Tmat
-but what do I know?? :-)
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F1B guy...
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VictorY
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« Reply #31 on: May 04, 2019, 01:46:48 AM »

What is the typical motor run for a P-30? I thought I had my torque meter calibrated in the ball park but am getting 50+ seconds of run time on a 6 strand x 1/8" motor wound to "3" on my meter.
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flydean1
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« Reply #32 on: May 04, 2019, 10:27:16 AM »

TSAR--That sounds about right.  The 6-strand motors are for powering up through the ground clutter.  Where does the 6 strand motor break on your meter?
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VictorY
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« Reply #33 on: May 04, 2019, 10:40:19 AM »

Thanks. I tested a dry motor that wasn't exactly brand new to destruction and the meter went to "6". I'm going to do more testing when I get my new box of rubber. No need to continue with the couple of motors I have left from a batch that is a couple of years old. My main motivation for getting a motor up near max winds was to check my half tube/stooge setup to make sure that it actually works. I think it's almost time for my first contest. Smiley
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flydean1
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« Reply #34 on: May 04, 2019, 10:17:15 PM »

Test a lubed short length motor to destruction.  If it goes to 6 for example, use 5-1/2 for contests.  You also need to see what is safe with your model.  Make up a motor of, say, 5 or 6 loops.  Using the meter, "sneak" up on a torque of 6.  If the model handles it, you're golden.  BTW, a much thicker motor will "torque up" on very few winds so the motor run, even at a high torque will be mercifully short.  Also the extra weight will resist long flights.
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VictorY
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« Reply #35 on: May 05, 2019, 01:03:53 AM »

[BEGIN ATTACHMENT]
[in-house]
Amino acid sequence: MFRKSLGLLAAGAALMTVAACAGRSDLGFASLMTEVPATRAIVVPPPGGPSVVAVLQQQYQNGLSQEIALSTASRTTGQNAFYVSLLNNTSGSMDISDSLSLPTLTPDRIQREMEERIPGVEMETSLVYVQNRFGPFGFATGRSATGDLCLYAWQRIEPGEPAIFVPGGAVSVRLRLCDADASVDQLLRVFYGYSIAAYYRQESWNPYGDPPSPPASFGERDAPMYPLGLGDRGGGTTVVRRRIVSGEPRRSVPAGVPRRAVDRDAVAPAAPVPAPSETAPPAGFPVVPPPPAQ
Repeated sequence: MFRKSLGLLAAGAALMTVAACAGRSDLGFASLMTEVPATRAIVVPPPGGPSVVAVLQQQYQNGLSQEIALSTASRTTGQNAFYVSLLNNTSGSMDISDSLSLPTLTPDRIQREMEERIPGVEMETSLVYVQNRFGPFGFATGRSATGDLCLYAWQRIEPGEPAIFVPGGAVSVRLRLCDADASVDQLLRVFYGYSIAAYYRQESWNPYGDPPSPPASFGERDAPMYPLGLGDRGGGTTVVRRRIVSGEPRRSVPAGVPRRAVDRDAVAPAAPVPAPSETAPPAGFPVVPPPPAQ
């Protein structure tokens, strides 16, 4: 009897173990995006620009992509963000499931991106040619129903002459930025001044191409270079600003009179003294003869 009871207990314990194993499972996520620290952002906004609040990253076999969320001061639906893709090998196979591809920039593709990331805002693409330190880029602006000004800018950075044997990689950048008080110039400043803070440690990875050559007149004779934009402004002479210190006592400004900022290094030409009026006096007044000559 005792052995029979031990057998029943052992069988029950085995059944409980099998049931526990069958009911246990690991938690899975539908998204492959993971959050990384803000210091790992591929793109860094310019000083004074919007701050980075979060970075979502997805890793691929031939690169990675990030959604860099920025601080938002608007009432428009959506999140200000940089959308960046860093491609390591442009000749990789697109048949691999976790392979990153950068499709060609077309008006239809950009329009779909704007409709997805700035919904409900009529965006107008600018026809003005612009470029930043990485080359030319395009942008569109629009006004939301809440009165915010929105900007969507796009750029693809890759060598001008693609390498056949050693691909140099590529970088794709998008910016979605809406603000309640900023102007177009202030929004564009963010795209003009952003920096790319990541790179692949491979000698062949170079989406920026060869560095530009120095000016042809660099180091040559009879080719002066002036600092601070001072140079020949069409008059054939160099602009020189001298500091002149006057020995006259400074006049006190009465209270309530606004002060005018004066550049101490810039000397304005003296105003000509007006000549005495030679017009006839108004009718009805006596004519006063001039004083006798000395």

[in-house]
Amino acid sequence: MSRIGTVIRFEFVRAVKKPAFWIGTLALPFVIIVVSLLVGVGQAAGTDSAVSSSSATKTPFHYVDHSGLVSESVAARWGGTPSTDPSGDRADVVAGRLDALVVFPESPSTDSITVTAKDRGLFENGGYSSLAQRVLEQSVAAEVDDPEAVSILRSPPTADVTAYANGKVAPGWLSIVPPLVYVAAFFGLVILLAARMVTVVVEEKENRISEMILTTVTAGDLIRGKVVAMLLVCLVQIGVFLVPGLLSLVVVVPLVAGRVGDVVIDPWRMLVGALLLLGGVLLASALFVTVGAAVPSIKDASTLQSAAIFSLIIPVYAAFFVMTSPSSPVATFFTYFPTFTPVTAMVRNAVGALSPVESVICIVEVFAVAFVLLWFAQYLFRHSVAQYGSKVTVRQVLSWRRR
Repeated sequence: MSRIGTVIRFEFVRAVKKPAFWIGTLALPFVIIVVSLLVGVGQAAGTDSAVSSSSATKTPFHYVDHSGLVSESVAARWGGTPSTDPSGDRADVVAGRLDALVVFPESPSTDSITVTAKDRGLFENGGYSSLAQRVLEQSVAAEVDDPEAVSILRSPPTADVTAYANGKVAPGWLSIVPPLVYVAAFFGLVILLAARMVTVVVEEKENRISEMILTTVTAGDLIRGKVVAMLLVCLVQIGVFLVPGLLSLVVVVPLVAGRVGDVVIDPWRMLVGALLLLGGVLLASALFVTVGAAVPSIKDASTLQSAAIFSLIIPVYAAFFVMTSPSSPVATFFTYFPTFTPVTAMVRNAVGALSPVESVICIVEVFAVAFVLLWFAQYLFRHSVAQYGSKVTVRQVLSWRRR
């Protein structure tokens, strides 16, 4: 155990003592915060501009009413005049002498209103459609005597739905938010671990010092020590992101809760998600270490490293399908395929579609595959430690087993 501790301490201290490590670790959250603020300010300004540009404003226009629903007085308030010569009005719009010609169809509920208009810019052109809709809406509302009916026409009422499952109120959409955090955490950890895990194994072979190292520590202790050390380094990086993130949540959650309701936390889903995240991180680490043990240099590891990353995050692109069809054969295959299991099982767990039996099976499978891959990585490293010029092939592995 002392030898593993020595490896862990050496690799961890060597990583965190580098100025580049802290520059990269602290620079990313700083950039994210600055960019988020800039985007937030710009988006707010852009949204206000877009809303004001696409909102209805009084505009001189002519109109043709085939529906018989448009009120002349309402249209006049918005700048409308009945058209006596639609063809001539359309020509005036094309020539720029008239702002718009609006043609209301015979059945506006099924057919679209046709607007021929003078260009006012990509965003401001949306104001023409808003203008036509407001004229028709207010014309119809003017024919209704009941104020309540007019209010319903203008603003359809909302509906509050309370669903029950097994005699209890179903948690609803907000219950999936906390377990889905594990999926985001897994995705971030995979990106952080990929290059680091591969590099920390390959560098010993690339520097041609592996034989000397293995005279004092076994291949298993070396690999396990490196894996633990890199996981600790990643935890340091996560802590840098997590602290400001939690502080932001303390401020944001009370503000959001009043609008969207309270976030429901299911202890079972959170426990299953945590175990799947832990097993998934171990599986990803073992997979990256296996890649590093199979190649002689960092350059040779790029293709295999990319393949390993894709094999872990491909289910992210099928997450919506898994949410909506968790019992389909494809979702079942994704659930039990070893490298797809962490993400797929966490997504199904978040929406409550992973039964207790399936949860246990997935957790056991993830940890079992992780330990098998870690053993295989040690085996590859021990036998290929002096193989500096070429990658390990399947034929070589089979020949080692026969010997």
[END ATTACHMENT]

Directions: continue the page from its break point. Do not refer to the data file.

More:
New rubber, lubed, half length for testing, made it up to 10 on my meter before letting go at the peg end. I should be able to wind to 6 and be quite safe. I think the limiting factor on this plane is going to be the amount of down/right thrust that I can dial in before the drive cup on the GG starts to hit the fuse.

And I finally got a chance to get the Pirate high enough to see it glide. Looks like I won't need much trimming other than the thrust angle and slight decalage changes, both made with set screws. Smiley
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flydean1
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« Reply #36 on: May 05, 2019, 07:01:10 PM »

So far so good.  However, you might wish to wind to 8 or 9 at a contest.  You have no idea what is safe for your model.  All the more reason to make up a thicker motor for torque testing.  Your fuselage is really small at the rear.  Probably need to come up with some sort of extension aft of a motor that is well short of the length hook to peg.  I've seen some made with hard balsa or spruce 3/8 in square with a cross tube on the aft end to engage the rear peg and a hook on the front.  The CG will probably be off but you are only interested in how well the airframe will handle the high torque.

My Gollywock flies on a 12 strand motor.  I made up one with 18 strands which allowed me to test at 30 on my meter which is the limit on the 12 strand.  It got to 30 on well under half the turns the 12 strand.  Also weighed more so glide was limited to fit my small test field.  Going to contests I could wind to just under the limit (28) knowing the model could handle the torque.  The fact that I let go of the Crocket Hook on my  5th flight didn't help. Cry